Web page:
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In the Spirit

Take It Outside

Patio cocktails that’ll make you social

By Tony Cross

There’s nothing quite like springtime in the Carolinas. Minus the pollen, I love everything Mother Nature has to offer this time of the year: the longer days, the warmer mornings and the cozy evenings. I even love the bees dancing from flower to flower. But I especially love that it’s patio cocktail weather. Not too cold, not too hot. . . just right. And with that, I’ll get right to it. Here are a couple of cocktails worthy of sharing on any patio — and one if you’re poolside, too.


Bee’s Knees

Speaking of pollen, this three-ingredient cocktail is perfect for shaking up and sipping outside, while the worker bees do their thing. Though I’ve seen the drink attributed to a Frank Meier, who worked in Paris at the Ritz Hotel in 1921, and also to Margaret Tobin Brown, “Molly Brown,” in an issue of the 1929 Brooklyn Standard, the exact origin of the Bee’s Knees is unknown. It was probably created during Prohibition. The lingo in the States during that time frame had “the bee’s knees” right in there with “the cat’s pajamas.” More than likely, the honey was added to bathtub gin to mask the smell and soften the taste. But who cares who created this classic? It’s easy to make and incredibly balanced. Here’s how you do it.

2 ounces gin

3/4 ounce lemon juice

1/2 ounce honey syrup*

Lemon twist for garnish (optional)

Combine all ingredients in a cocktail shaking vessel, add ice, and shake hard for 10-15 seconds. Strain into a chilled cocktail coupe.

*Honey syrup: Combine 2 1/2 parts honey (you’re not doing it right if it’s not local) to 1 part hot water and mix until honey is dissolved. Once cooled, pour into a glass container, seal tight and refrigerate.


Colletti Royale

This spin on a margarita adds blood orange juice and rosé Champagne. How could you pass on that? It was created by bartender Julie Reiner at her bar, Clover Club, in New York City in 2013 for Valentine’s Day. Though I could drink this any day of the year, it tastes especially good outside during the month of May.

1 1/2 ounces reposado tequila

1/2 ounce Cointreau

1/2 ounce St. Germaine Elderflower liqueur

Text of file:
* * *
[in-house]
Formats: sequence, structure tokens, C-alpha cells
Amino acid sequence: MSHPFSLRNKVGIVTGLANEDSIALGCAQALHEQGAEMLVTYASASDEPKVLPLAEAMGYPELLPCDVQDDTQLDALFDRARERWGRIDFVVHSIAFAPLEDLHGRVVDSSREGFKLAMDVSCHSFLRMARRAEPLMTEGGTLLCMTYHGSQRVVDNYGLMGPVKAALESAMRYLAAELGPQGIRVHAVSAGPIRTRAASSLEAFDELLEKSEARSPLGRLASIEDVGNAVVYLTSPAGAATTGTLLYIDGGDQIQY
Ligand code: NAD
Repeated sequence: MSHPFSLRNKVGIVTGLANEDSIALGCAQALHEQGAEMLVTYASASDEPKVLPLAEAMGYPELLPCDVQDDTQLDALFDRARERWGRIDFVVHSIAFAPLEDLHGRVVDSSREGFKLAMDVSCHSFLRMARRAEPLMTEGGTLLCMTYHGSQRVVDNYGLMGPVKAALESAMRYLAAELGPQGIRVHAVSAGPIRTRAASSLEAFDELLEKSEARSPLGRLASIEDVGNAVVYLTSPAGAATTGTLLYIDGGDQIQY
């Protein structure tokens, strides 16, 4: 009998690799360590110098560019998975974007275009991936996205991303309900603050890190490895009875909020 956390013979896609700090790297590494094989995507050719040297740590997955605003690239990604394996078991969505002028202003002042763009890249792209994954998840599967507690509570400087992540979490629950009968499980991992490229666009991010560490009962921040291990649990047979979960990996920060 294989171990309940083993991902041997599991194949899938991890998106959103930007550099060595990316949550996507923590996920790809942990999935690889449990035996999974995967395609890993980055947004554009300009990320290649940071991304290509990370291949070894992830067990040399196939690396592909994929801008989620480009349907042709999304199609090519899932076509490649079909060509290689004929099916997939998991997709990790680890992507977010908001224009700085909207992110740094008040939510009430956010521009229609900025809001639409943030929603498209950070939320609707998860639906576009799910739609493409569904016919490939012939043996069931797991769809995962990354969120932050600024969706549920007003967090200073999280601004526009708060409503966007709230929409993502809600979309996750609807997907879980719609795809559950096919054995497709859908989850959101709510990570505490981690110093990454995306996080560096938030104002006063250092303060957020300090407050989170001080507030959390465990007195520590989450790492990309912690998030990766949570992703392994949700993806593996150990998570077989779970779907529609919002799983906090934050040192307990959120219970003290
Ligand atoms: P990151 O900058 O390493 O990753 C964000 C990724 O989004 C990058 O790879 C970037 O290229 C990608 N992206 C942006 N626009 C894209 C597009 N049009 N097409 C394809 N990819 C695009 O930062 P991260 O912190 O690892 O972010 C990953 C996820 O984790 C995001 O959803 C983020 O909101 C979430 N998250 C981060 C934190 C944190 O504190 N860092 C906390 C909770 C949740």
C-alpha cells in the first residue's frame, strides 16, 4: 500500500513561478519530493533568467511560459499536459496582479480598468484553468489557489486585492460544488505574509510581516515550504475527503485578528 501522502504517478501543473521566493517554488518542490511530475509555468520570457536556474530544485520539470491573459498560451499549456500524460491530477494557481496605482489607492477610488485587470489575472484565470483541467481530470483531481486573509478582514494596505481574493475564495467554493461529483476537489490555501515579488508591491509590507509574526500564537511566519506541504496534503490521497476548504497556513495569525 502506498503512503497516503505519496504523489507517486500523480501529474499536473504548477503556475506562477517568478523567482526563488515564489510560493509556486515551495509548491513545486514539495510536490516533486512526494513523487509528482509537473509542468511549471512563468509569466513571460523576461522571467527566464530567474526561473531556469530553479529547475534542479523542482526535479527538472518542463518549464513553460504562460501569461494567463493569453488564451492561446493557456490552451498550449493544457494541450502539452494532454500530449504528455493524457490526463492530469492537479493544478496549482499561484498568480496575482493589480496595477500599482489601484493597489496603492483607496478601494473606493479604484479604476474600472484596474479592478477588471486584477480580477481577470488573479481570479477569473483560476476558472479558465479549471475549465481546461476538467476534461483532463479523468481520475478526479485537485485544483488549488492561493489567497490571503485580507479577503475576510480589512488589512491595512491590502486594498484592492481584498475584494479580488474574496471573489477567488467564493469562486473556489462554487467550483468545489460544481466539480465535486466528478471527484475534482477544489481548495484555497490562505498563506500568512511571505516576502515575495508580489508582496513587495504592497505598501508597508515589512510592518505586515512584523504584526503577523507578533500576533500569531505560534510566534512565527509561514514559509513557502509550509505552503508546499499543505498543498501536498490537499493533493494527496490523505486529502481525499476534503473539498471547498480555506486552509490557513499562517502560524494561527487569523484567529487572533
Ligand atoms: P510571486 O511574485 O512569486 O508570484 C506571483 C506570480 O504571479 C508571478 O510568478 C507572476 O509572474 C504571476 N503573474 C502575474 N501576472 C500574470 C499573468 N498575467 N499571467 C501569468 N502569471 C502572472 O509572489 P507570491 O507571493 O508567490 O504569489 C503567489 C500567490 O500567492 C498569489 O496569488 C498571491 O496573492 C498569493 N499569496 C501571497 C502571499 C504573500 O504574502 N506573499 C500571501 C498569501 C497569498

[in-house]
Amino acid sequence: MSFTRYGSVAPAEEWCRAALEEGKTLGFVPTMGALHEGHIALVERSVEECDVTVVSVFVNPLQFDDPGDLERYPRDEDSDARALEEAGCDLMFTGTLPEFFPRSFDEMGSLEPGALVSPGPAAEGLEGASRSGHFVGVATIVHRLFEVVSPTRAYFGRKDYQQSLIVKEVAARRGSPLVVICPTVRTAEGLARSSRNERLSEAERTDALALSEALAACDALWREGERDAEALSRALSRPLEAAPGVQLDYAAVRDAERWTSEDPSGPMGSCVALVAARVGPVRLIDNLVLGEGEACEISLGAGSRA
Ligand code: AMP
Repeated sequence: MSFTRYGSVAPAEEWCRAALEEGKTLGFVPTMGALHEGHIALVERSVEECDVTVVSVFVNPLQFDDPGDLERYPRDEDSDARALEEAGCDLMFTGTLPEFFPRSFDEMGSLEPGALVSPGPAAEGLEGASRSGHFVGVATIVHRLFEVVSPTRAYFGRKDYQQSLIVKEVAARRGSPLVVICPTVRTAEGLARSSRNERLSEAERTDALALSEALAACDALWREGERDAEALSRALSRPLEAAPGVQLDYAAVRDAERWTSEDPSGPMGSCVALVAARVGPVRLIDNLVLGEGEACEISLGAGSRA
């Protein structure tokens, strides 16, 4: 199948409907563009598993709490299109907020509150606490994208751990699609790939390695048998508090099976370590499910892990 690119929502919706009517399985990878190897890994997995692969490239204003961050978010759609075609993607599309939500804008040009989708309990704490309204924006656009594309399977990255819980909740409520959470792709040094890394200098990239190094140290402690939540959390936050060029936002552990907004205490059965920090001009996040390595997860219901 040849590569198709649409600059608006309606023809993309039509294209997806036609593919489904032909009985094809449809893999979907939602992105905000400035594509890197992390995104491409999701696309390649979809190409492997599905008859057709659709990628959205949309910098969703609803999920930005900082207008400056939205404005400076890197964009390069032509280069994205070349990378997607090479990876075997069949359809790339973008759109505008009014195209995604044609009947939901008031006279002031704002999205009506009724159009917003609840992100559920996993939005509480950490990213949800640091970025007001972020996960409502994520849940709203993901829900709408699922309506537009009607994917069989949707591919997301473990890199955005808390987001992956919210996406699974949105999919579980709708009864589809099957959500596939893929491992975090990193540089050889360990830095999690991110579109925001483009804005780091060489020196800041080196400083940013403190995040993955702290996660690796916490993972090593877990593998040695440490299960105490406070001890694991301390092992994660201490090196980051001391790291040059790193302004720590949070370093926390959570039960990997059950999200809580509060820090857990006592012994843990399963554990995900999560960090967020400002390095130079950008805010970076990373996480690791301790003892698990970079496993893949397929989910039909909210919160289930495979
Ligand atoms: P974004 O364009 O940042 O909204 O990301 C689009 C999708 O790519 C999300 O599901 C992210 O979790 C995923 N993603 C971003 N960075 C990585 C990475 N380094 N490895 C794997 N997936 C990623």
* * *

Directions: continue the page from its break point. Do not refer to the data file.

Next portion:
1/2 ounce blood orange juice

1/2 ounce lime juice

2 dashes Angostura Orange bitters

3 ounces rosé Champagne

Combine tequila, Cointreau, St. Germaine, juices and bitters into a shaker with ice and shake until vessel is chilled. Strain into a wine glass that’s filled with ice. Top with rosé Champagne, and garnish with a blood orange wheel.

A few notes: It’s hard to find blood oranges, especially during the warmer months. If you’re in a bind, you can substitute regular orange juice and Solerno Blood Orange liqueur (a fabulous addition to your home bar). Also, rosé Champagne isn’t cheap, so by all means find a less expensive, sparkling rosé that you would drink on its own.

Corona Cocktail

For those of you headed to the beach or pool who can’t take bar tools with you — or just don’t want the hassle — I give you the Corona Cocktail. That’s not an official name or anything. Actually, I don’t think this drink has a name, I’m just calling it that. But stay with me. All you’ll need is a shot glass for your measuring tool. I’m sure you can find it in yourself to let one of those tag along.

1 bottle Corona beer

1 ounce blanco tequila (splurge and make it Don Julio)

2 ounces orange juice

1/2 ounce grenadine

Squeeze of lime

Ready? Drink the Corona until the beer is level with the top of the label. Add tequila, orange juice and grenadine. Squeeze the lime into the bottle and pat yourself on the back: You’re officially a card-carrying mixologist. If you’re going to be one, however, you cannot, should not, and will not use store-bought grenadine — unless it’s an emergency and the ingredients are quality. Small Hands Foods, Liber & Co. and Jack Rudy are a few companies that make great grenadine. Better yet, save your money and make it at home. Equal parts turbinado sugar with POM pomegranate juice over medium heat until sugar is dissolved. Voilà! Now get out there and be social.  PS

Tony Cross is a bartender (well, ex-bartender) who runs cocktail catering company Reverie Cocktails in Southern Pines.